Tech companies are concerned about the retroactive provision. The bill “includes a provision the Department of Justice has said is unconstitutional,” Carl Szabo, vice president and general counsel at e-commerce trade group NetChoice, said in a statement. “At a minimum, Congress should not deliberately pass unconstitutional legislation. This provision can easily be fixed through a simple amendment and clear report language.”
Washington D.C. – Today, NetChoice welcomed the Senate’s efforts to address the problems of sex trafficking via the Allow States and Victims to Fight Online Sex Trafficking Act (FOSTA) but called for more work to address technical faults with the legislation.
“Sex trafficking victims deserve a law that stands up to constitutional scrutiny and provides the protections necessary to ultimately end a scourge that has harmed so many,” said Carl Szabo, Vice President and General Counsel at NetChoice. “Unfortunately, FOSTA includes a provision the Department of Justice has said is unconstitutional. At a minimum, Congress should not deliberately pass unconstitutional legislation. This provision can easily be fixed through a simple amendment and clear report language.”
If the Senate takes the time to amend the bill in this way, NetChoice looks forward to working with legislators on another straightforward fix. The Senate should add a single sentence to the bill making explicit what the sponsors have said publicly many times: the Good Samaritan provision of Section 230 remains intact. Otherwise the legislation, well-intended though it is, is likely to interfere with the desired result of stopping sex trafficking.
Carl Szabo, general counsel for NetChoice, said the trade group hopes “the law is not abused to undermine things like user-generated content or small businesses that have no interest in and are actually fighting sex trafficking.” The Internet Association said Tuesday it “will defend against attempts to weaken these crucial protections.”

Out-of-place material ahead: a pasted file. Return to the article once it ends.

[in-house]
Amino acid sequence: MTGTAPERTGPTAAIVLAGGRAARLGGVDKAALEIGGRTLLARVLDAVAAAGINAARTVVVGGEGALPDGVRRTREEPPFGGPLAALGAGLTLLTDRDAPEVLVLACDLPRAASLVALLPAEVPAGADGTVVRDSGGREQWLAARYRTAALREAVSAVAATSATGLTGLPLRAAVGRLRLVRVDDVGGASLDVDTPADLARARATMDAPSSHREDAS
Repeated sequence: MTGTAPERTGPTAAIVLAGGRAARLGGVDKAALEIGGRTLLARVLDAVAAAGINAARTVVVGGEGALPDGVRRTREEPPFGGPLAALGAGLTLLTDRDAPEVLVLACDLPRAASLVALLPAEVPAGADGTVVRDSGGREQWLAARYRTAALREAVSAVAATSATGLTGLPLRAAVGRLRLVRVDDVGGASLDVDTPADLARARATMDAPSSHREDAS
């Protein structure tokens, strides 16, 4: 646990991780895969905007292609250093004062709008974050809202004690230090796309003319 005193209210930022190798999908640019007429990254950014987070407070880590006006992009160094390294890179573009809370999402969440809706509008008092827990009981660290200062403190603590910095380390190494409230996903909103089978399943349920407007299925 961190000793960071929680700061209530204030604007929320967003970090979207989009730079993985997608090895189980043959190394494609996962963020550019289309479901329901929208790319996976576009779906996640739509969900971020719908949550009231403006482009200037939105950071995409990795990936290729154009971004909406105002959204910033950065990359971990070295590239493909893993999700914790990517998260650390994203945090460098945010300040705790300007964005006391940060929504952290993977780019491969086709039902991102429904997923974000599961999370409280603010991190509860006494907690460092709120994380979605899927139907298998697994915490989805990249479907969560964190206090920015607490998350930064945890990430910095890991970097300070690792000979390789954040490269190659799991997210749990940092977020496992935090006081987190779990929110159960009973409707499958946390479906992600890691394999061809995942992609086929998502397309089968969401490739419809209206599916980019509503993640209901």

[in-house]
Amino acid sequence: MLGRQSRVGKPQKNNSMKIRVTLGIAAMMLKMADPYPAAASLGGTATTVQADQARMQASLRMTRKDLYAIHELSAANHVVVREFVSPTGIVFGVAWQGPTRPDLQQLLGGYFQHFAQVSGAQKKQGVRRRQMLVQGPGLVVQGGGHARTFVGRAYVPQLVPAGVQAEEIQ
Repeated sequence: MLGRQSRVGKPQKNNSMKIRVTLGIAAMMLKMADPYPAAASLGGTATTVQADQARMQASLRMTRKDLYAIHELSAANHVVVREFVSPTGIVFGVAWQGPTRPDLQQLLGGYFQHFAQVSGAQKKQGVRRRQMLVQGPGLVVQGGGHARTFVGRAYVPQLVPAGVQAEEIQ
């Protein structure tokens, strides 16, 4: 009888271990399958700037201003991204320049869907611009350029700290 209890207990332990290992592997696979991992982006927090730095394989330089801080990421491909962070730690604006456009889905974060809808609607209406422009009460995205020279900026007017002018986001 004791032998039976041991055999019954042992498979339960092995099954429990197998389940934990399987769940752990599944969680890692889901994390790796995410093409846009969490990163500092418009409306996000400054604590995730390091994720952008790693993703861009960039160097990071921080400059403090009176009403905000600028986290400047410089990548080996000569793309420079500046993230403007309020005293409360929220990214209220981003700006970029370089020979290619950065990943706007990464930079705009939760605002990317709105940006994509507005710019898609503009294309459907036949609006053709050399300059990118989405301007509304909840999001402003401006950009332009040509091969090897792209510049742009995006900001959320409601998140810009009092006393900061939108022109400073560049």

[UPDATED 3/7/18] Washington D.C. – Today, NetChoice voiced its renewed support for legislation to combat sex trafficking on the internet, and welcomed attempts by the House of Representatives for taking action to address this urgent national priority.
With the House action today, it remains to be seen how courts will interpret both the sex trafficking provisions and the broader law of which it is a part. “With the final architecture of the bill now coming into focus,” Carl Szabo, Vice President and General Counsel at NetChoice said, “we hope and expect that courts will take its sponsors at their word that the new law protects consumer privacy, user-generated content, smaller web enterprises, and freedom of expression. Protecting these bulwarks of a healthy internet will be a proud accompaniment to this final step toward ensuring justice for sex trafficking victims.”
As a voice for consumers who rely on user-generated content across the internet, NetChoice is pleased that the original Senate bill, the Stop Enabling Sex Trafficking Act (SESTA), has been strengthened with the addition of new criminal authorities for both federal and state prosecutors. These additional provisions are designed to ensure that cracking down on websites engaged in illegal activity is accomplished in a way that does not threaten legitimate and socially useful websites, compromise consumer privacy, unfairly disadvantage smaller web enterprises, or chill freedom of expression.